We had an Aboriginal speaker visit my workplace on Friday. His theme was the challenges facing young Aborigines today, but much of his speech was a rant about the treatment of Aborigines in colonial times.
I use the word "rant" deliberately. There was little effort to be factual or balanced. The picture he presented was of settlers who had genteel parties at which shooting or poisoning Aborigines was a favoured past-time. I was most angry when he claimed that at some of these parties the white settlers buried Aboriginal babies up to their necks and then kicked off their heads to see who could make them go the furthest.
Where does this extraordinary claim come from? I looked up Keith Windschuttle's book, The Fabrication of Aboriginal History, and found the answer on pp.41-42. The claim about babies was made in a PhD thesis by a student named Rhys Jones in 1971. Jones was no unbiased observer - the relevant chapter of his PhD thesis about the establishment of a British colony in Tasmania is titled "The arrival of the Yahoos".
Jones claimed in his thesis that the settlers were psychopathic sadists and he listed the head-kicking of babies to prove his point. But he never mentioned where or when such incidents happened and he never cited any documentary evidence. In a 1978 TV documentary he repeated his claims and finally pointed to his evidence: letters presented to the 1830 Committee for the Affairs of the Aborigines.
Windschuttle made the effort to read through every document placed before this committee and found no mention of the kicking of babies' heads. So Jones's claim has no evidence and would appear to be another fabrication.
This is exactly what a reasonable person would have expected. Although some of the convicts sent to the colonies were violent men, the settlers themselves were both Christian and cultured. To believe that they would have cheered on a game of baby head-kicking shows a monstrous lack of understanding of the past. (Windschuttle also states in his book that you would have to be "unusually gullible" to believe this particular atrocity story).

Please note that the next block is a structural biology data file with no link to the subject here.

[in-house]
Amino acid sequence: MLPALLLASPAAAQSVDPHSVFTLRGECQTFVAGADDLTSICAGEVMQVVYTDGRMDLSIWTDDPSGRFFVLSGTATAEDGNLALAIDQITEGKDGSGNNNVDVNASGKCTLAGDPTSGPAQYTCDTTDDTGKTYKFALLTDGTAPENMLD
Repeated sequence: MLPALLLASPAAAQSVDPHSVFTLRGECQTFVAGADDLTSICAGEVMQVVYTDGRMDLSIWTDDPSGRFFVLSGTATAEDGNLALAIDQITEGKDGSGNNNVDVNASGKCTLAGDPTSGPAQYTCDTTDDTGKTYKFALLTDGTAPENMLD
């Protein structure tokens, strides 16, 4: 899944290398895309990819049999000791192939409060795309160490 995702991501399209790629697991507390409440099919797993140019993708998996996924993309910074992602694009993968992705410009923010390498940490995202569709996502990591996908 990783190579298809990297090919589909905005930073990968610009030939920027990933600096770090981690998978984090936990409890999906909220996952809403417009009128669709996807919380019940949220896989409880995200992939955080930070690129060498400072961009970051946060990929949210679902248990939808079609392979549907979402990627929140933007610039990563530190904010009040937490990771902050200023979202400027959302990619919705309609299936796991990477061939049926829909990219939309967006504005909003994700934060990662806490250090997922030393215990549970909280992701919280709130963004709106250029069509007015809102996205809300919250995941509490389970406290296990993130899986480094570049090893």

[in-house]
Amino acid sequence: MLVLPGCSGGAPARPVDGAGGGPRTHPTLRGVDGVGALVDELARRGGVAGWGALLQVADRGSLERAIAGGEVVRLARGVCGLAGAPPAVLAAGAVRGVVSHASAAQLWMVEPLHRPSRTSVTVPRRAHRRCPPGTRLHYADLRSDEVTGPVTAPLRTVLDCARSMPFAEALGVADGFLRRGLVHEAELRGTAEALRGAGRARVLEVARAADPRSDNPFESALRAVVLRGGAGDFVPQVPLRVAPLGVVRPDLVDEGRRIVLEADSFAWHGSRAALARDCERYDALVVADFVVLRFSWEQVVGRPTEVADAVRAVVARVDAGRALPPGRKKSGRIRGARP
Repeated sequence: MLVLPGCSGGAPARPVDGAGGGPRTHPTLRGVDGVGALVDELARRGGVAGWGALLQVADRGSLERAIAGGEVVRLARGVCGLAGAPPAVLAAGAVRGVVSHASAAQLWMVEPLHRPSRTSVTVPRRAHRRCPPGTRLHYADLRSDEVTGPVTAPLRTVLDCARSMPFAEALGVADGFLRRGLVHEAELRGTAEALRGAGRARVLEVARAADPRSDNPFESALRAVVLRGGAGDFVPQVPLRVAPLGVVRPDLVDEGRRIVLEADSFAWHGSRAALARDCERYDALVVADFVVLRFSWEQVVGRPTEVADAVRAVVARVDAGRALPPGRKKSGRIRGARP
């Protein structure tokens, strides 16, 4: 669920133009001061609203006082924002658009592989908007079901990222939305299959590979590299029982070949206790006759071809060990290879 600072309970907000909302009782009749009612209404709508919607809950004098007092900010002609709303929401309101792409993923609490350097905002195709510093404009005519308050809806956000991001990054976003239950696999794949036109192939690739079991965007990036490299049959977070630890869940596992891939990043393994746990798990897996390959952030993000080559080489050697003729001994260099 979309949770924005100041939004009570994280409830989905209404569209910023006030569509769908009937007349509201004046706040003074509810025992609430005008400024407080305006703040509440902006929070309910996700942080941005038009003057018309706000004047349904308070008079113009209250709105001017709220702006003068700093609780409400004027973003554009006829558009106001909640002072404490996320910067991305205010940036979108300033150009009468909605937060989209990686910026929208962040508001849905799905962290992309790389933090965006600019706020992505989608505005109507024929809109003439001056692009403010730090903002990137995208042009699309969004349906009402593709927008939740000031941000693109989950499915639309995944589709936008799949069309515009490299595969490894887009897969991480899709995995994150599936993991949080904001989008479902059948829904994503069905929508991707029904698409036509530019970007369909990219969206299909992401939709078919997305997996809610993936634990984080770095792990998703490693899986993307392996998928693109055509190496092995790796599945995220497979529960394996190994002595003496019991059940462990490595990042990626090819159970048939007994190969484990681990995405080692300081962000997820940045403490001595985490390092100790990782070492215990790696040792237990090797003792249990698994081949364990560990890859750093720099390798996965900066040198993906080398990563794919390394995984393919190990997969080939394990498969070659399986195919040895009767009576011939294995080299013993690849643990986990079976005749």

When I spoke to my colleagues after the speech to gauge their reactions, I found that they had no feelings about the issue. They were emotionally detached. When I asked them directly if they thought it might be true that settlers had baby head kicking competitions, they shrugged and said they didn't know. They didn't share my indignation.
If you feel a connection to your own ancestors - to your own family going back in time - then you're likely to feel anger when they are unjustly maligned and accused of inhuman crimes they did not commit. It is a natural reaction to have.
I have to assume that many of my colleagues have lost this particular point of connection in life; that they don't see themselves as having a history stretching back through the generations.
Perhaps this is their way of coping with all the claims about colonial wrongdoings. If so, it's a poor strategy. It's better to insist on a more balanced account of colonial history, rather than to divest yourself of any emotional involvement in the issue.